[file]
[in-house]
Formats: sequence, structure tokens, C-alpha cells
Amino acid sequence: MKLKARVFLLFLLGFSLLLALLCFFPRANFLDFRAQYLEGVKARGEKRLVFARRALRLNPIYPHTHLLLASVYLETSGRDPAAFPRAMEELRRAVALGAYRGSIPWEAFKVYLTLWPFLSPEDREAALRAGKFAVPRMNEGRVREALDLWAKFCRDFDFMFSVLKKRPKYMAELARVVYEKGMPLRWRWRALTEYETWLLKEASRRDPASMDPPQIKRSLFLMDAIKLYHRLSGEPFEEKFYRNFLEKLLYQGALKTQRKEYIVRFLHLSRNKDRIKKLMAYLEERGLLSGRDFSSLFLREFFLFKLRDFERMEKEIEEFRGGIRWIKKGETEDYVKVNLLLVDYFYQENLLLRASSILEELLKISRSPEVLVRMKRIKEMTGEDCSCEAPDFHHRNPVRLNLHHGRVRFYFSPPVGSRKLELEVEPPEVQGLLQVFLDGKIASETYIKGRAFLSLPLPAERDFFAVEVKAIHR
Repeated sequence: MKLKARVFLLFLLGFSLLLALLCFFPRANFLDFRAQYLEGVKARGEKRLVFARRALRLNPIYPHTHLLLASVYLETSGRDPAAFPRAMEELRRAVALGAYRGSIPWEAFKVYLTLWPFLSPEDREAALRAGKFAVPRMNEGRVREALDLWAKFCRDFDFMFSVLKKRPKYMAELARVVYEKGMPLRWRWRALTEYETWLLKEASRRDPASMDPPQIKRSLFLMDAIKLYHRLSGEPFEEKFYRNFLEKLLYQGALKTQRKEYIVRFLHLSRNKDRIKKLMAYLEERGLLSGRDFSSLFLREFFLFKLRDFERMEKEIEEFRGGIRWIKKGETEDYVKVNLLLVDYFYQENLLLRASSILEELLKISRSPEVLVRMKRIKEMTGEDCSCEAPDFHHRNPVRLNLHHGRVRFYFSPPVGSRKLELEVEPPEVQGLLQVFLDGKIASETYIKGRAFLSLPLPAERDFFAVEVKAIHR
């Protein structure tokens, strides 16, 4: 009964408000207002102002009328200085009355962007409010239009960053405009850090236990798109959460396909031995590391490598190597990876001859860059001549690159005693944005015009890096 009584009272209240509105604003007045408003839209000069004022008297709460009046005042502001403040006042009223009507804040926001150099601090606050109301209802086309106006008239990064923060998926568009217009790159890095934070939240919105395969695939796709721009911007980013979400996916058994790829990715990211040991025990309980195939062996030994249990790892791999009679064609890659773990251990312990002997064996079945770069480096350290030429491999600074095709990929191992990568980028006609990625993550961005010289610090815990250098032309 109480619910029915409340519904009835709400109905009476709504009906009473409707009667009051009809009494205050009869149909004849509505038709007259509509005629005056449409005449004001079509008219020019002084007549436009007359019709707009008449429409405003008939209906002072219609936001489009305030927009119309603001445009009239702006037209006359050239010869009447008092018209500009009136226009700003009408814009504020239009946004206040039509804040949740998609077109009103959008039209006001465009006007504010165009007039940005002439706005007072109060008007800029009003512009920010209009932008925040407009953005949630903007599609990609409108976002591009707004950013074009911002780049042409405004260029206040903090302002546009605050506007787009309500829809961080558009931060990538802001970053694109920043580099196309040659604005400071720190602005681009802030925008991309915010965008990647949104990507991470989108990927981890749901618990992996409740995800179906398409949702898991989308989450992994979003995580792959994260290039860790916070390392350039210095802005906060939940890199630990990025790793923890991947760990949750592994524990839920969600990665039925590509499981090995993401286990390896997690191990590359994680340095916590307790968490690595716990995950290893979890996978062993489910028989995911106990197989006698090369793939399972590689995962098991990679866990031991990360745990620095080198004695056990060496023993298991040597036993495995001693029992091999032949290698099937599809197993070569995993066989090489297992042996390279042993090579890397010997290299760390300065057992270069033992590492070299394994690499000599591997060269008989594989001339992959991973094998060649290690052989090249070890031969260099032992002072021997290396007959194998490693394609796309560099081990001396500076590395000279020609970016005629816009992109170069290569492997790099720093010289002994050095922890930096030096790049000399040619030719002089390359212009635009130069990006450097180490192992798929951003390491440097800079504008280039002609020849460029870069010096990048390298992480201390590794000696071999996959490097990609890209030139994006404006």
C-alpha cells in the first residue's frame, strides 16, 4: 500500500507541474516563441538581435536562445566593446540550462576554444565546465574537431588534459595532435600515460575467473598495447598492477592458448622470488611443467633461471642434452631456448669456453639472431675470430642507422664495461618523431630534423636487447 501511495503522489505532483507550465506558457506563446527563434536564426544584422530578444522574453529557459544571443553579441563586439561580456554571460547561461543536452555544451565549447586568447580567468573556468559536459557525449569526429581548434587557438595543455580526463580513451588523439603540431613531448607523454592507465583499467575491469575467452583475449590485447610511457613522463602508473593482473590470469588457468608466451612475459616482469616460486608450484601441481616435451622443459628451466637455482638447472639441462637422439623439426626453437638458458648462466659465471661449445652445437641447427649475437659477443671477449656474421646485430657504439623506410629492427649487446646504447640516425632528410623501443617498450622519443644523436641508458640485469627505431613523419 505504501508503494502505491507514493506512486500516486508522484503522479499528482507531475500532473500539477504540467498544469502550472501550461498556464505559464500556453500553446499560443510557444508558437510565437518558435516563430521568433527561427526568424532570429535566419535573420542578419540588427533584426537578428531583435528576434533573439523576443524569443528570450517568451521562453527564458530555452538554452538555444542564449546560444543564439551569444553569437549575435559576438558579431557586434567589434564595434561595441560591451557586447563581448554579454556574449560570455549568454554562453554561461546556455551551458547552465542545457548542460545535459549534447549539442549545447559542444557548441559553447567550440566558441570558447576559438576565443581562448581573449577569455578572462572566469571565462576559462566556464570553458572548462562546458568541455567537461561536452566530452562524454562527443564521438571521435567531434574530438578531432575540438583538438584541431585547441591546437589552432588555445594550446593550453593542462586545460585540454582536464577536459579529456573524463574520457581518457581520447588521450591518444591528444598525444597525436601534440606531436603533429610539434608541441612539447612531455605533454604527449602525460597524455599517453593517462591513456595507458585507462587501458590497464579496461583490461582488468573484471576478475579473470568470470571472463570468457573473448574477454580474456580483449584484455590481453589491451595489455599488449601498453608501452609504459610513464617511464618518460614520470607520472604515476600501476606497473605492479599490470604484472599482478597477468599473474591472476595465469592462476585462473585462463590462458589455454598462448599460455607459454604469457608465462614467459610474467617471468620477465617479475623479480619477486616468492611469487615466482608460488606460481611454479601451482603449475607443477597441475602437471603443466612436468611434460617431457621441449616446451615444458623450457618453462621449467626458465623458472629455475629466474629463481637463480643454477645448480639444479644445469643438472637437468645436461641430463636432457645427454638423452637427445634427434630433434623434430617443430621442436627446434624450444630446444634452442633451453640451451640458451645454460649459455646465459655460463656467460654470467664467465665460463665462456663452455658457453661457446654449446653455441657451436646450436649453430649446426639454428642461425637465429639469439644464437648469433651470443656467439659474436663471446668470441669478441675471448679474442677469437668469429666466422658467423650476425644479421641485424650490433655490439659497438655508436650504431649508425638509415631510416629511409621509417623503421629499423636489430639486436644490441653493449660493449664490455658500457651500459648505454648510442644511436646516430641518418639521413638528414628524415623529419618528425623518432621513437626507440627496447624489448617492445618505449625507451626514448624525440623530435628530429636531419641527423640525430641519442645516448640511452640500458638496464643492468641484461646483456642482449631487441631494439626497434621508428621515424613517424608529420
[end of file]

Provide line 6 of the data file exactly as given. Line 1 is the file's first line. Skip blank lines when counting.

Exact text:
C-alpha cells in the first residue's frame, strides 16, 4: 500500500507541474516563441538581435536562445566593446540550462576554444565546465574537431588534459595532435600515460575467473598495447598492477592458448622470488611443467633461471642434452631456448669456453639472431675470430642507422664495461618523431630534423636487447 501511495503522489505532483507550465506558457506563446527563434536564426544584422530578444522574453529557459544571443553579441563586439561580456554571460547561461543536452555544451565549447586568447580567468573556468559536459557525449569526429581548434587557438595543455580526463580513451588523439603540431613531448607523454592507465583499467575491469575467452583475449590485447610511457613522463602508473593482473590470469588457468608466451612475459616482469616460486608450484601441481616435451622443459628451466637455482638447472639441462637422439623439426626453437638458458648462466659465471661449445652445437641447427649475437659477443671477449656474421646485430657504439623506410629492427649487446646504447640516425632528410623501443617498450622519443644523436641508458640485469627505431613523419 505504501508503494502505491507514493506512486500516486508522484503522479499528482507531475500532473500539477504540467498544469502550472501550461498556464505559464500556453500553446499560443510557444508558437510565437518558435516563430521568433527561427526568424532570429535566419535573420542578419540588427533584426537578428531583435528576434533573439523576443524569443528570450517568451521562453527564458530555452538554452538555444542564449546560444543564439551569444553569437549575435559576438558579431557586434567589434564595434561595441560591451557586447563581448554579454556574449560570455549568454554562453554561461546556455551551458547552465542545457548542460545535459549534447549539442549545447559542444557548441559553447567550440566558441570558447576559438576565443581562448581573449577569455578572462572566469571565462576559462566556464570553458572548462562546458568541455567537461561536452566530452562524454562527443564521438571521435567531434574530438578531432575540438583538438584541431585547441591546437589552432588555445594550446593550453593542462586545460585540454582536464577536459579529456573524463574520457581518457581520447588521450591518444591528444598525444597525436601534440606531436603533429610539434608541441612539447612531455605533454604527449602525460597524455599517453593517462591513456595507458585507462587501458590497464579496461583490461582488468573484471576478475579473470568470470571472463570468457573473448574477454580474456580483449584484455590481453589491451595489455599488449601498453608501452609504459610513464617511464618518460614520470607520472604515476600501476606497473605492479599490470604484472599482478597477468599473474591472476595465469592462476585462473585462463590462458589455454598462448599460455607459454604469457608465462614467459610474467617471468620477465617479475623479480619477486616468492611469487615466482608460488606460481611454479601451482603449475607443477597441475602437471603443466612436468611434460617431457621441449616446451615444458623450457618453462621449467626458465623458472629455475629466474629463481637463480643454477645448480639444479644445469643438472637437468645436461641430463636432457645427454638423452637427445634427434630433434623434430617443430621442436627446434624450444630446444634452442633451453640451451640458451645454460649459455646465459655460463656467460654470467664467465665460463665462456663452455658457453661457446654449446653455441657451436646450436649453430649446426639454428642461425637465429639469439644464437648469433651470443656467439659474436663471446668470441669478441675471448679474442677469437668469429666466422658467423650476425644479421641485424650490433655490439659497438655508436650504431649508425638509415631510416629511409621509417623503421629499423636489430639486436644490441653493449660493449664490455658500457651500459648505454648510442644511436646516430641518418639521413638528414628524415623529419618528425623518432621513437626507440627496447624489448617492445618505449625507451626514448624525440623530435628530429636531419641527423640525430641519442645516448640511452640500458638496464643492468641484461646483456642482449631487441631494439626497434621508428621515424613517424608529420